One World One Ocean is pursuing a wide range of strategies that touch on different issues. I received information today from the organization regarding their support of National Seafood Month. The purpose of National Seafood Month is not necessarily to promote a greater consumption of seafood - too many species are already being adversely impacted by industrial commercial fishing as it is. No, sustainability is the keystone of this month-long recognition and One World One Ocean has launched a group of educational initiatives that cover several age groups.
Here's some of what One World One Ocean is launching:
This week, we officially kick off our GO Fish! Campaign – an effort to make National Seafood Month sustainable. Rather than hearing from us about why making sustainable seafood choices matters, we thought you should hear straight from the source.
Introducing Toro the Bluefin Tuna, a fish who’s got something to say about his current less-than-desirable situation. Don't let his surfer cool fool you -- his message is sincere.
Populations of western Atlantic bluefin tuna have declined 83% since 1950 due to overfishing. If our consumption rates don't change, many popular seafood species will likely be wiped out within 40 years.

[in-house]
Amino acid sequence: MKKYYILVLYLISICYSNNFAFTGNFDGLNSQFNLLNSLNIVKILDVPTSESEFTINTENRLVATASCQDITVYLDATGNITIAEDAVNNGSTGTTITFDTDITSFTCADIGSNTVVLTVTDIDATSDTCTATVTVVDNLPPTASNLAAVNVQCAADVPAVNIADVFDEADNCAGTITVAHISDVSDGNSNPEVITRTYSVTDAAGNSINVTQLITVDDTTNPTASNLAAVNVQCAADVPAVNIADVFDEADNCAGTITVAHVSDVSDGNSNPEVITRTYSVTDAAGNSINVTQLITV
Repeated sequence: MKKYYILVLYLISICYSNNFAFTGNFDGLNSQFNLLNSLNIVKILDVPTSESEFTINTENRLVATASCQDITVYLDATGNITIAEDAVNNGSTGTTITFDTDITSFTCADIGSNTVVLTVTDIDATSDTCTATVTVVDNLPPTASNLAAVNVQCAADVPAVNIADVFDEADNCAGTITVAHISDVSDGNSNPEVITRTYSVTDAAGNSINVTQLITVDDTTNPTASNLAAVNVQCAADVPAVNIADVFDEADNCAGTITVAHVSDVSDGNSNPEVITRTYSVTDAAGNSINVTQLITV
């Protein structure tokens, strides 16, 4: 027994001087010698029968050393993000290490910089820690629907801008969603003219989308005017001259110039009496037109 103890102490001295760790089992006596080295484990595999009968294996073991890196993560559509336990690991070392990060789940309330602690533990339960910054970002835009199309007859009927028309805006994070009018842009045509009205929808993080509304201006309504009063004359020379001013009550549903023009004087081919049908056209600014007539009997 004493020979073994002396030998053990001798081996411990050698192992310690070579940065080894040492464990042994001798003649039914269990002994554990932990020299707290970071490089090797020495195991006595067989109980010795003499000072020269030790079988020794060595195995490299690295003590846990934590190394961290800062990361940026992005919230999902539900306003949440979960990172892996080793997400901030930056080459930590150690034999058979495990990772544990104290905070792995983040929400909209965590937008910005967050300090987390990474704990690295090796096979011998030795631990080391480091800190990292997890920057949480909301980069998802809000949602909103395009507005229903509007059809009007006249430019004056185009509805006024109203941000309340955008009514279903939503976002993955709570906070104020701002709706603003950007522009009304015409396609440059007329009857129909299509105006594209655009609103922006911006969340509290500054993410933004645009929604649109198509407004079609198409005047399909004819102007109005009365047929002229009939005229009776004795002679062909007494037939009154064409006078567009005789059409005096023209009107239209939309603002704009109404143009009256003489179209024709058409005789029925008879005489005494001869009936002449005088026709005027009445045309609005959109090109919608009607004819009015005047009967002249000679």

We want to ensure that Toro and his buddies have a healthy ocean where they can thrive for decades to come.Visit our new GO Fish! hub where we’ll be sharing videos, infographics, blogs, recipes and more, throughout the month of October.
When it comes to protecting the ocean, even the smallest act can create a big impact. We look forward to making waves with you this October.
MacGillivray-Freeman Films is harnessing their considerable media skills to bring a variety of communication platforms as a means of educating people of all ages regarding ocean conservation. While I do not fully agree with the idea of seafood sustainability (I advocate aquafarming), I do commend One World One Ocean for making people aware of the plight of seafood in today's high volume commercial fishing industry.
Sustainable seafood may not be the long-term solution, but it could be interim step that may buy us a little time, while we committed conservationists try to get the decision makers to get off their arses and start thinking about the future of the oceans and mankind.
Source: One World One Ocean